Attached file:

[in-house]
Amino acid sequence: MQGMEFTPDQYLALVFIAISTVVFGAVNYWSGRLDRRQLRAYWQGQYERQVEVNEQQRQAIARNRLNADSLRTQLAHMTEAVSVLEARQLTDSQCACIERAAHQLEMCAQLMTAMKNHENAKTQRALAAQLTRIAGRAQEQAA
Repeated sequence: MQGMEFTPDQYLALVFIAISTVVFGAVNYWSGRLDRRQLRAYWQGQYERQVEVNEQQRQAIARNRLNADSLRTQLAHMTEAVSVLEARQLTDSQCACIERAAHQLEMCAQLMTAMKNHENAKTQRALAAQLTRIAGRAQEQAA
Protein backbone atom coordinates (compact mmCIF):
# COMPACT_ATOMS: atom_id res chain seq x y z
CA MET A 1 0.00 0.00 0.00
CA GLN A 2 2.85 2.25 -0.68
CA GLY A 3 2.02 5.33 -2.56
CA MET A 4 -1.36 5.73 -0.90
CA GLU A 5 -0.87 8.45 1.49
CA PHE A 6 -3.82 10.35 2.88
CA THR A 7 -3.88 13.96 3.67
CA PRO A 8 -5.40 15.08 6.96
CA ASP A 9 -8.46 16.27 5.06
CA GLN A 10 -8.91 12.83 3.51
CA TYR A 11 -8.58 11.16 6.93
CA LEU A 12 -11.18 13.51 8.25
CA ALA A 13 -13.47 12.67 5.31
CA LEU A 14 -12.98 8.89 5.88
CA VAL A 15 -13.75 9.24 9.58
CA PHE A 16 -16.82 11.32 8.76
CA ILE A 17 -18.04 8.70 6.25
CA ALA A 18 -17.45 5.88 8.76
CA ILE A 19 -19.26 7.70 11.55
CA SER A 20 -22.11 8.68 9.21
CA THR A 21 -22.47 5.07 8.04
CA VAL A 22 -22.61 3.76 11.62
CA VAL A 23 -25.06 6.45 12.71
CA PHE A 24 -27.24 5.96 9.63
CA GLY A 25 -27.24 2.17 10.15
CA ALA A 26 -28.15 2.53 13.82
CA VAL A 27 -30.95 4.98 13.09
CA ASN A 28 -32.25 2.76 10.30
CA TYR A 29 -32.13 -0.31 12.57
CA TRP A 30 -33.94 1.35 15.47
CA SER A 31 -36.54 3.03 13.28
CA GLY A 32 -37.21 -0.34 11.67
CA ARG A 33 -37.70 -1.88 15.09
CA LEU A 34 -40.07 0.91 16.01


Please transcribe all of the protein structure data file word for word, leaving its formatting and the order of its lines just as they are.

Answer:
[in-house]
Amino acid sequence: MQGMEFTPDQYLALVFIAISTVVFGAVNYWSGRLDRRQLRAYWQGQYERQVEVNEQQRQAIARNRLNADSLRTQLAHMTEAVSVLEARQLTDSQCACIERAAHQLEMCAQLMTAMKNHENAKTQRALAAQLTRIAGRAQEQAA
Repeated sequence: MQGMEFTPDQYLALVFIAISTVVFGAVNYWSGRLDRRQLRAYWQGQYERQVEVNEQQRQAIARNRLNADSLRTQLAHMTEAVSVLEARQLTDSQCACIERAAHQLEMCAQLMTAMKNHENAKTQRALAAQLTRIAGRAQEQAA
Protein backbone atom coordinates (compact mmCIF):
# COMPACT_ATOMS: atom_id res chain seq x y z
CA MET A 1 0.00 0.00 0.00
CA GLN A 2 2.85 2.25 -0.68
CA GLY A 3 2.02 5.33 -2.56
CA MET A 4 -1.36 5.73 -0.90
CA GLU A 5 -0.87 8.45 1.49
CA PHE A 6 -3.82 10.35 2.88
CA THR A 7 -3.88 13.96 3.67
CA PRO A 8 -5.40 15.08 6.96
CA ASP A 9 -8.46 16.27 5.06
CA GLN A 10 -8.91 12.83 3.51
CA TYR A 11 -8.58 11.16 6.93
CA LEU A 12 -11.18 13.51 8.25
CA ALA A 13 -13.47 12.67 5.31
CA LEU A 14 -12.98 8.89 5.88
CA VAL A 15 -13.75 9.24 9.58
CA PHE A 16 -16.82 11.32 8.76
CA ILE A 17 -18.04 8.70 6.25
CA ALA A 18 -17.45 5.88 8.76
CA ILE A 19 -19.26 7.70 11.55
CA SER A 20 -22.11 8.68 9.21
CA THR A 21 -22.47 5.07 8.04
CA VAL A 22 -22.61 3.76 11.62
CA VAL A 23 -25.06 6.45 12.71
CA PHE A 24 -27.24 5.96 9.63
CA GLY A 25 -27.24 2.17 10.15
CA ALA A 26 -28.15 2.53 13.82
CA VAL A 27 -30.95 4.98 13.09
CA ASN A 28 -32.25 2.76 10.30
CA TYR A 29 -32.13 -0.31 12.57
CA TRP A 30 -33.94 1.35 15.47
CA SER A 31 -36.54 3.03 13.28
CA GLY A 32 -37.21 -0.34 11.67
CA ARG A 33 -37.70 -1.88 15.09
CA LEU A 34 -40.07 0.91 16.01